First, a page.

Mitochondrial genome sequencing in the aurochs
Various preliminary biochemical tests indicated that a phalanx bone sample excavated in Vado all'Arancio rock shelter (Massa Marittima, Grosseto, Italy, Figure 1) and ascribed to Bos primigenius sp. by morphological and morphometrical analysis , was well-preserved for molecular analysis (Table S5, Additional File 8 and Figure S4, Additional File 9). Three lines of evidence suggested that endogenous biomolecules were likely to be well-preserved [41, 42]. Firstly, the degree of racemization for three amino acids (aspartic acid, alanine and glutamine) was low (Table S5, Additional file 8), and this has been suggested to be compatible with DNA survival [42, 43], though concerns have been raised about the utility of this approach [44, 45]. Second, we calculated that, under our reaction conditions, the estimated copy number of a 180 bp mtDNA target was greater than 5000 copies per reaction (5127 ± 912; standard curve fit values: Slope = -3.391, Y-intercept = 45.34, R2 = 0.977, Efficiency = 0.97). This value is much larger than the threshold under which consensus sequence determination is thought to be seriously affected by nucleotide modifications present in the ancient DNA molecules . Third, using a system of three overlapping primer pairs we obtained the same sequence for the hypervariable segment of the mtDNA control region from different bone fragments and in multiple PCRs (Figure S4, Additional File 9).
The Vado all'Arancio rock shelter is a well known Italian site with a clear stratigraphy, and was occupied only for a short period of time during the Late Palaeolithic. The presence of specific artifacts and the radiocarbon dating of associated faunal remains (11,300 ± 150BP obtained in Rome for R1333, and 11,600 ± 130 obtained in Lyon for Ly3415; average of 11,450 years BP) unequivocally date Vado all'Arancio rockshelter to a pre-Neolithic context preceding the spread of domestication . This further confirms that the specimen belongs to an aurochs, rather than an early Holocene Bos taurus.
We applied a combined typing strategy for mtDNA genome sequencing. Multiplex PCR amplifications of short overlapping fragments covering the whole mtDNA genome were used to enrich the total extracted DNA, prior to 454 pyrosequencing of the pooled enriched material. A multiplex PCR approach has previously been used for the reconstruction of ancient mithocondrial genomes [1, 47, 48, 17]. Compared with a singleplex PCR strategy, multiplex PCR has two advantages: first, a small quantity of starting material can be used to retrieve multiple DNA fragments simultaneously, and second, limited manipulation of the original template reduces the risk of sporadic contamination by exogenous DNA.
We designed 130 overlapping primer pairs on the basis of Bos taurus reference sequence (BRS) . Primer pairs (designed to produce 155 to 230-bp long DNA sequences) were arranged into four sets (A,B,C,D) with overlapping pairs in different sets (see Additional File 10). Each multiplex PCR set was performed on each different extract following stringent criteria for ancient DNA analysis and sequence authentication . The amplification success for each primer pair was checked with secondary singleplex PCRs. All the amplification products were then diluted to equal concentration, pooled, and used as a substrate for the FLX library preparation and pyrosequencing reaction using the Roche FLX/454 technology. After identifying sequence reads with the PCR primers at their termini, the primers were masked and the resulting portion mapped against the reference sequence [NCBI accession: V00654] using the Amplicon Variant Analyzer application (AVA, Roche) with default parameters. Finally, starting from the AVA multi-alignments, we generated consensus sequences using a home-made Python script, which assigned the most frequent base at each position. A large number of mtDNA amplicons were sequenced to allow the consensus sequence to be determined accurately, without laborious cloning and sequencing of PCR products. Amplicons with no or low coverage (< 10 reads) after the first round of sequencing were pooled again and pyrosequenced separately.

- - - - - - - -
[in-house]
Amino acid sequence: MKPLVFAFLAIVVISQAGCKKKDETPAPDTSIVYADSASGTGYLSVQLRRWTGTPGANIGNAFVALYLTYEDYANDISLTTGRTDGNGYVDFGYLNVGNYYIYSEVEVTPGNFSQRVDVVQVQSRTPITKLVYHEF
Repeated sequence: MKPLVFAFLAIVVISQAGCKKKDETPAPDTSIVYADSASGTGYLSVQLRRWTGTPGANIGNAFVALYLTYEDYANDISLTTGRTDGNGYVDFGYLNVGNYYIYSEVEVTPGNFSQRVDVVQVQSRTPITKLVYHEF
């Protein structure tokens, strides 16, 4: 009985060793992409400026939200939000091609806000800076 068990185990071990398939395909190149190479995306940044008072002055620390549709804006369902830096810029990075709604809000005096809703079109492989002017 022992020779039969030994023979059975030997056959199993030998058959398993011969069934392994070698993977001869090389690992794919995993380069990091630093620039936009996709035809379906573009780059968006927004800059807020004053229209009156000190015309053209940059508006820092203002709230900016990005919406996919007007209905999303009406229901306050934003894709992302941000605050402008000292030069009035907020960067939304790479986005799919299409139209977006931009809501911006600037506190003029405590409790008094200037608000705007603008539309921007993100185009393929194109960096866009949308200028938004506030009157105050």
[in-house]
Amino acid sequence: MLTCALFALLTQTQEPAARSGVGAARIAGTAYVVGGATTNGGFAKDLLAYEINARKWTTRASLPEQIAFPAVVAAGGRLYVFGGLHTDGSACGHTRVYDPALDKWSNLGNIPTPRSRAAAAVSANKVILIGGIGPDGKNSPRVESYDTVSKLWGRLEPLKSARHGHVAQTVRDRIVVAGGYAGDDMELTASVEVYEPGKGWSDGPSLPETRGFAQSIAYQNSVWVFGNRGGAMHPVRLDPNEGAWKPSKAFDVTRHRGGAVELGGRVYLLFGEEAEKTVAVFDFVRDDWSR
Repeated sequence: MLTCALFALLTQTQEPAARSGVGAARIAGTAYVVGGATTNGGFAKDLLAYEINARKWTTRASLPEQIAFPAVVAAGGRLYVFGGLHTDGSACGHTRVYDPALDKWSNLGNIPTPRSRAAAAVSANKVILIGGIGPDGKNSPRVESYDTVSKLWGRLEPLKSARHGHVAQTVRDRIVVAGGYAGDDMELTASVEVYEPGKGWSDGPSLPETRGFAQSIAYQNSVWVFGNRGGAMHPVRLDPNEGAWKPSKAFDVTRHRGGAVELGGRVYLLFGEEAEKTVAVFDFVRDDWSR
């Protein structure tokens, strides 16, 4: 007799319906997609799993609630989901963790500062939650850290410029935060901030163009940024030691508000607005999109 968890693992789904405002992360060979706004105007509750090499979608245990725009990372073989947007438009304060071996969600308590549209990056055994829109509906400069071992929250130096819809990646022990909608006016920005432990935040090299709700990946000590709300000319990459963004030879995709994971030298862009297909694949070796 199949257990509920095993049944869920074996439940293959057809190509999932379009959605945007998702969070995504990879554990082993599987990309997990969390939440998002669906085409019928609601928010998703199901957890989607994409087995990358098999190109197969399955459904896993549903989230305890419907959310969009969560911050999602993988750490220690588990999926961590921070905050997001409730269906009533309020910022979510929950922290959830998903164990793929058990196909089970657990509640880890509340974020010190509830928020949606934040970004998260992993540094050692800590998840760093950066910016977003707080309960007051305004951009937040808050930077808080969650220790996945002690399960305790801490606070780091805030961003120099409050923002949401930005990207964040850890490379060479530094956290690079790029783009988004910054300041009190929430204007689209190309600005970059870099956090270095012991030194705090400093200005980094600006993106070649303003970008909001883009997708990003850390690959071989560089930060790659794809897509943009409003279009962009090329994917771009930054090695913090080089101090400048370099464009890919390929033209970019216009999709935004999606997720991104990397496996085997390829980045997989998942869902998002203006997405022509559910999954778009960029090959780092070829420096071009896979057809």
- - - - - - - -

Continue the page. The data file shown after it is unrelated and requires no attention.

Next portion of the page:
Standard ancient DNA singleplex PCRs, cloning and Sanger sequencing approaches were used to fill remaining gaps and resolve ambiguous sequences after the first assembly of the total reads generated with the 454 technology. Particular attention was paid to insertions or deletions in homopolymer regions that are problematic for the 454 pyrosequencing technology , and to potential misincorporations due to degradation in the original template (see Additional File 10).
Finally, to check the reproducibility of the results, we replicated 16 selected amplicons in three different laboratories in Italy, Sweden and Australia (see Table S3, Additional File 5, and the Additional File 10). Amplicons that showed polymorphic positions with respect to the BRS sequence, or with critical phylogenetic markers, were replicated at Uppsala University (Sweden) and at the Innovation and Research Centre (San Michele all'Adige, Trento, Italy). Control region fragments and a small portion of the 12S gene were sequenced at Adelaide University (Australia).
Additional details regarding the sample and the molecular procedures are reported in the Additional File 10.
Phylogenetic analysis and demography
Phylogenetic inferences were performed on the coding region (15440 bp) of the mtDNA alignment. The model of nucleotide substitution was selected by means of the MODELTEST software , according to the Akaike information criterion (AIC). The model resulting with the lowest AIC score was the GTR+γ+I (general time reversible model with heterogeneity in substitution rates plus a proportion of invariable sites). We performed Bayesian phylogenetic inference under two prior models: a) an unrooted, strictly bifurcating model, and b) an unrooted model allowing for polytomies (following the algorithm proposed in ). Both analyses were performed using the software PHYCAS , and the input file for this analysis is provided as Additional File 11.